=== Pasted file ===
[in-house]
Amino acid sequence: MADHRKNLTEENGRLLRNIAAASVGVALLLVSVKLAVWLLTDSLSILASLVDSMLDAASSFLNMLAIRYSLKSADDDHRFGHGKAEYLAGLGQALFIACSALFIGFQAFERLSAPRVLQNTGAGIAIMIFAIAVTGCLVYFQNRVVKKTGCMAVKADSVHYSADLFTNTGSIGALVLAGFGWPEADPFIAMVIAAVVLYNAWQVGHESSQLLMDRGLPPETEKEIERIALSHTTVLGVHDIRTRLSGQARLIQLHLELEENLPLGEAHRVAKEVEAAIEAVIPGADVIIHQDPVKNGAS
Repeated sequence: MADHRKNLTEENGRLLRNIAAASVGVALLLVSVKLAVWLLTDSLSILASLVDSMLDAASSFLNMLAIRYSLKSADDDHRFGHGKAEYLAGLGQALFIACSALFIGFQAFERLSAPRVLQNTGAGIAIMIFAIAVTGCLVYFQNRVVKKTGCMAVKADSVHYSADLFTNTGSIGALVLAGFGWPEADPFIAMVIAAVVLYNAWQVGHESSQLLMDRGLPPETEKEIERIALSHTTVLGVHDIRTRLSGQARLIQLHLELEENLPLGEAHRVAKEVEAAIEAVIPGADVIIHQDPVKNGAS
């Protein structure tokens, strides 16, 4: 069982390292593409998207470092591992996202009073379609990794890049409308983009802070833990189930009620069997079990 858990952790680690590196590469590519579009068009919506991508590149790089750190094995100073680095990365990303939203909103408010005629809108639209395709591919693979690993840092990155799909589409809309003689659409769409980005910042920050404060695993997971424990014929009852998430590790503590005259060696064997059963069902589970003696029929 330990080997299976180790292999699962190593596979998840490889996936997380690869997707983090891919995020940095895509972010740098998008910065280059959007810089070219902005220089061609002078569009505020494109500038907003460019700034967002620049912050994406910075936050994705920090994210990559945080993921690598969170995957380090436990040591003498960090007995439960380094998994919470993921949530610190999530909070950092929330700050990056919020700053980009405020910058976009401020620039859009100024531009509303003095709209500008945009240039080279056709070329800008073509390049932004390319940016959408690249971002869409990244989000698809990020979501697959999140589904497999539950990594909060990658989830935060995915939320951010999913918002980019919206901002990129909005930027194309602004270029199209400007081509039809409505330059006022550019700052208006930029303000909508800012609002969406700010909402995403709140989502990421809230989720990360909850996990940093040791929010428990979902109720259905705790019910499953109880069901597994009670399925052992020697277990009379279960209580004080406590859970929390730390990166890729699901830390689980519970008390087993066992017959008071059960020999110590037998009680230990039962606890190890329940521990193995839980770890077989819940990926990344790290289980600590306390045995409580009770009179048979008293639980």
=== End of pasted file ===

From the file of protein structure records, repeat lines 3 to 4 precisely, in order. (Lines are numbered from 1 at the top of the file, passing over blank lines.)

Repeated sequence: MADHRKNLTEENGRLLRNIAAASVGVALLLVSVKLAVWLLTDSLSILASLVDSMLDAASSFLNMLAIRYSLKSADDDHRFGHGKAEYLAGLGQALFIACSALFIGFQAFERLSAPRVLQNTGAGIAIMIFAIAVTGCLVYFQNRVVKKTGCMAVKADSVHYSADLFTNTGSIGALVLAGFGWPEADPFIAMVIAAVVLYNAWQVGHESSQLLMDRGLPPETEKEIERIALSHTTVLGVHDIRTRLSGQARLIQLHLELEENLPLGEAHRVAKEVEAAIEAVIPGADVIIHQDPVKNGAS
């Protein structure tokens, strides 16, 4: 069982390292593409998207470092591992996202009073379609990794890049409308983009802070833990189930009620069997079990 858990952790680690590196590469590519579009068009919506991508590149790089750190094995100073680095990365990303939203909103408010005629809108639209395709591919693979690993840092990155799909589409809309003689659409769409980005910042920050404060695993997971424990014929009852998430590790503590005259060696064997059963069902589970003696029929 330990080997299976180790292999699962190593596979998840490889996936997380690869997707983090891919995020940095895509972010740098998008910065280059959007810089070219902005220089061609002078569009505020494109500038907003460019700034967002620049912050994406910075936050994705920090994210990559945080993921690598969170995957380090436990040591003498960090007995439960380094998994919470993921949530610190999530909070950092929330700050990056919020700053980009405020910058976009401020620039859009100024531009509303003095709209500008945009240039080279056709070329800008073509390049932004390319940016959408690249971002869409990244989000698809990020979501697959999140589904497999539950990594909060990658989830935060995915939320951010999913918002980019919206901002990129909005930027194309602004270029199209400007081509039809409505330059006022550019700052208006930029303000909508800012609002969406700010909402995403709140989502990421809230989720990360909850996990940093040791929010428990979902109720259905705790019910499953109880069901597994009670399925052992020697277990009379279960209580004080406590859970929390730390990166890729699901830390689980519970008390087993066992017959008071059960020999110590037998009680230990039962606890190890329940521990193995839980770890077989819940990926990344790290289980600590306390045995409580009770009179048979008293639980």